Progress Energy Inc. said additional work to repair the Crystal River reactor in Florida will delay its startup until the first quarter of 2011.
“We’re moving forward cautiously and deliberately as we focus on the final phase of the containment building repair and conduct pre-restart testing activities,” Vincent Dolan, chief executive officer of Progress Energy Florida, said in an e-mailed statement today.
The 838-megawatt unit was shut in September 2009 to repair concrete in its containment building and was due to come online in the fourth quarter of this year, Mike Hughes, a company spokesman, said in August.
Raleigh, North Carolina-based Progress said it has spent $117 million on the repairs to the end of September 2010 and is calculating the final costs. The plant is located 80 miles (130 kilometers) north of Tampa, Florida.
By Oct. 30, Progress received $117 million from its insurer, Nuclear Electric Insurance Limited, and said it expects to file additional insurance claims. Of the total so far, $81 million is for replacement power and $36 million is for the repairs.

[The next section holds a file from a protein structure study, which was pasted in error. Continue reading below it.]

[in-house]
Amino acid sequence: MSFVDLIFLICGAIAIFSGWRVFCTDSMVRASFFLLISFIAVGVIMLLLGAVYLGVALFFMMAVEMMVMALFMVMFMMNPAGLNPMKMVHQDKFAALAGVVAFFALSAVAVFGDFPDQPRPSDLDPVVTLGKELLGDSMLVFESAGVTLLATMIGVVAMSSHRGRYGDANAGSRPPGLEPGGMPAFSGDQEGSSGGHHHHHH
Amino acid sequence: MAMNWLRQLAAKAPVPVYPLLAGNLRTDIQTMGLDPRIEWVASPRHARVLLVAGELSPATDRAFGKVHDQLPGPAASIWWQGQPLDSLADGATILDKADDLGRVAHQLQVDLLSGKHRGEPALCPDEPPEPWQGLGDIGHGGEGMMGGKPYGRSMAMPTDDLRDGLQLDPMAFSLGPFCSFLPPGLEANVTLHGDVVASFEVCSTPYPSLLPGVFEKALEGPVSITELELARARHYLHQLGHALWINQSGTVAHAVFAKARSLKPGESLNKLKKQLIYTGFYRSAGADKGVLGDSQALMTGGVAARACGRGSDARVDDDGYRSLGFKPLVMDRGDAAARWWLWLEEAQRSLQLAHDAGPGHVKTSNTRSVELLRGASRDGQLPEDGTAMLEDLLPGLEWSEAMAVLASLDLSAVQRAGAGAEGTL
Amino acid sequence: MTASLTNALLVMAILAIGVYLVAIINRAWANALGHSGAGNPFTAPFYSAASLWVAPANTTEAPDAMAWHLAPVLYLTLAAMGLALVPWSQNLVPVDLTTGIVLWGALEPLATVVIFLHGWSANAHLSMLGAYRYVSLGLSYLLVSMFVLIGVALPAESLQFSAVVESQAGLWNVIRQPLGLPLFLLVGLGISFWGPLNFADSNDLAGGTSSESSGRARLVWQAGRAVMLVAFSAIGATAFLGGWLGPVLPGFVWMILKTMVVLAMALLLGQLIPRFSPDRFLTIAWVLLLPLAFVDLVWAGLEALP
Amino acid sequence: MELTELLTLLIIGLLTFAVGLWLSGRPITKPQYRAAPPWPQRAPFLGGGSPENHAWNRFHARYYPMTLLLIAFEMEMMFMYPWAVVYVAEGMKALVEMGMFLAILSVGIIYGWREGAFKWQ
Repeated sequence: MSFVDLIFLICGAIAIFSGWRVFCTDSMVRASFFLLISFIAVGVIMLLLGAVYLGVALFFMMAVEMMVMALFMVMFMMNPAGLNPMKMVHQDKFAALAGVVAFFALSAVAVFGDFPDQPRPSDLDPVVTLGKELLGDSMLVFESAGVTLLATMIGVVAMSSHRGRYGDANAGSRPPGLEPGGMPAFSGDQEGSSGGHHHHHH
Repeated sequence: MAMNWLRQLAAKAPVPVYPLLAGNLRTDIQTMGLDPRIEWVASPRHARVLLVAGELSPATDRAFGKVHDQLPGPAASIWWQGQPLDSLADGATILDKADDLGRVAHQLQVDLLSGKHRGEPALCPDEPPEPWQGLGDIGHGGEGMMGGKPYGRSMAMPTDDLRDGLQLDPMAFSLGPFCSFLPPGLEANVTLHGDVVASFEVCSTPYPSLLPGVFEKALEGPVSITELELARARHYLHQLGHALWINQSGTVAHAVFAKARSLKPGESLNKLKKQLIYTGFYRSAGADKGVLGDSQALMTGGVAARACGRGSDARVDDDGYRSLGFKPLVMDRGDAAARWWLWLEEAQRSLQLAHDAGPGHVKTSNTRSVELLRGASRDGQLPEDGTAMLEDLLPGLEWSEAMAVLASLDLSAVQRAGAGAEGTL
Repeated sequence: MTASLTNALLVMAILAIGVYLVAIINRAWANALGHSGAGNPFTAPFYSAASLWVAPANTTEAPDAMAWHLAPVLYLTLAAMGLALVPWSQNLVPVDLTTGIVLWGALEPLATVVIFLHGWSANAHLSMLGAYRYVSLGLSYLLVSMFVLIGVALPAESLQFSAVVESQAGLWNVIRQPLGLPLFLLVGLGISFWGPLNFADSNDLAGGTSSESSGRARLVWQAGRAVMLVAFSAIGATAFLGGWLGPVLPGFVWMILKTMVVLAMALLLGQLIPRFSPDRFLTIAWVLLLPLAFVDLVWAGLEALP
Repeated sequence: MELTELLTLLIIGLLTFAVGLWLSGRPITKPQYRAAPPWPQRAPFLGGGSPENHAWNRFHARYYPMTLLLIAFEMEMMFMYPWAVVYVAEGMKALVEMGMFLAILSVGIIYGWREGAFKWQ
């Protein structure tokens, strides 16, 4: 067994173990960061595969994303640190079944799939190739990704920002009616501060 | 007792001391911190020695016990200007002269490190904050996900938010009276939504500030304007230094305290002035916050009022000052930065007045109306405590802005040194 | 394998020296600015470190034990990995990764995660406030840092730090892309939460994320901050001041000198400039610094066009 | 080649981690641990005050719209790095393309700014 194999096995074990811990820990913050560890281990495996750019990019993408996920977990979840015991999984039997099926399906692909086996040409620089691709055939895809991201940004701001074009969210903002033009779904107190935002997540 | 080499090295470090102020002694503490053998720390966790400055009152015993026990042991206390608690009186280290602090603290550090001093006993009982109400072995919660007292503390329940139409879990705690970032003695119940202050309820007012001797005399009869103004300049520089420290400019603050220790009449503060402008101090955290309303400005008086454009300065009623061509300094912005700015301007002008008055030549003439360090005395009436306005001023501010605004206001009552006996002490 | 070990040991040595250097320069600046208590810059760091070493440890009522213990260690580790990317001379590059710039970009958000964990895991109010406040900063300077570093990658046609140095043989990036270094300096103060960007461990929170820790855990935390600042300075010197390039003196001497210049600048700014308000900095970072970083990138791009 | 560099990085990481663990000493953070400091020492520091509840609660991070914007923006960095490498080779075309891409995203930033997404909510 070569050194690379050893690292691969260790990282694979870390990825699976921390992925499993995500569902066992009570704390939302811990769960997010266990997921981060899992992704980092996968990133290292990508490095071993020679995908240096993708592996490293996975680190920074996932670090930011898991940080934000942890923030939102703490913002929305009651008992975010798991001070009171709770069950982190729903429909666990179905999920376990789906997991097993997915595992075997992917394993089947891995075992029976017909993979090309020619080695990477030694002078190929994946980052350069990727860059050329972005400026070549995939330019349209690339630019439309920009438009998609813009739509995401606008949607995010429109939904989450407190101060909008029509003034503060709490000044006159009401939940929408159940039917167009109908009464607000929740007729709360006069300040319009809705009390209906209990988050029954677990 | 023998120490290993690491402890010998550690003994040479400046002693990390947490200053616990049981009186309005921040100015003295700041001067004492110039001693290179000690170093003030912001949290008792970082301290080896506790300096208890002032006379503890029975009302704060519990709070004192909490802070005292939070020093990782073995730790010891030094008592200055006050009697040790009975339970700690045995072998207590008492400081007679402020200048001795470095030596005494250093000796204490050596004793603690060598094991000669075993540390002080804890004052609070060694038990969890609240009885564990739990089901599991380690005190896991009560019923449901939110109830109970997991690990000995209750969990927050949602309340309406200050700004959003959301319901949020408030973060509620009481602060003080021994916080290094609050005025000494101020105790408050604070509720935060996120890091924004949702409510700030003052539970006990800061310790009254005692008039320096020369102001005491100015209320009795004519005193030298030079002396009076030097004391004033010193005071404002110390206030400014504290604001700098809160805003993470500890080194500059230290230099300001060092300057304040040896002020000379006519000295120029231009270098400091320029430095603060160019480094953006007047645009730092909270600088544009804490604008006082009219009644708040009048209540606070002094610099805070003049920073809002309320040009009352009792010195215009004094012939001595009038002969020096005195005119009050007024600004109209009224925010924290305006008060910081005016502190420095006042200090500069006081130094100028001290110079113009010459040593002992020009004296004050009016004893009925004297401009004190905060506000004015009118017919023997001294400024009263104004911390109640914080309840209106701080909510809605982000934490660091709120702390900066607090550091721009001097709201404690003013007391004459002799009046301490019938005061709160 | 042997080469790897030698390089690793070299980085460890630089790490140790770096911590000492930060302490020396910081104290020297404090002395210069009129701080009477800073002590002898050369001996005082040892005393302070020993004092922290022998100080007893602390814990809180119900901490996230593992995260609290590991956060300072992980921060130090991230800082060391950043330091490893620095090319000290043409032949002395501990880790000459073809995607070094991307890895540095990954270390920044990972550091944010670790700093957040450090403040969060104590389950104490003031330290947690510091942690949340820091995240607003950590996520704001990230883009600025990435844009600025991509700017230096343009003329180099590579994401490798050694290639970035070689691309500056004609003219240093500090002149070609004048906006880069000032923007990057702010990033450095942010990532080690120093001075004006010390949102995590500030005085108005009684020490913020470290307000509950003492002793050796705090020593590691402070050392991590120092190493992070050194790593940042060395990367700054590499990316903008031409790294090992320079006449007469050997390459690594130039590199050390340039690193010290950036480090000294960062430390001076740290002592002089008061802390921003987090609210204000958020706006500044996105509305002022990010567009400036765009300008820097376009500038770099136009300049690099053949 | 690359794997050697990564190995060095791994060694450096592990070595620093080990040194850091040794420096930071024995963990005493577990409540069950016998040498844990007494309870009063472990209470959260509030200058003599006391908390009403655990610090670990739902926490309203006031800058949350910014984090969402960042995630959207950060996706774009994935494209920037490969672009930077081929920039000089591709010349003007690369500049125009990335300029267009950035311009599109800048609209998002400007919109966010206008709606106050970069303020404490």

The damage occurred during maintenance to replace steam generators, when crews created an opening in the structure that caused “delamination” or separation of a portion of the concrete at the periphery of the containment building.
Workers completed the concrete replacement last month. The work ahead includes computer analysis to determine the sequence to re-tighten a network of hundreds of horizontal and vertical tendons that provide structural integrity inside the walls of the concrete and steel containment building.
Structural testing after the tightening and Nuclear Regulatory Commission reviews of the work are to precede the startup, Progress said.
Progress Energy includes two major electric utilities that serve about 3.1 million customers in the Carolinas and Florida, according to the statement. The company has 22,000 megawatts of generation capacity and approximately $10 billion in annual revenue, it said.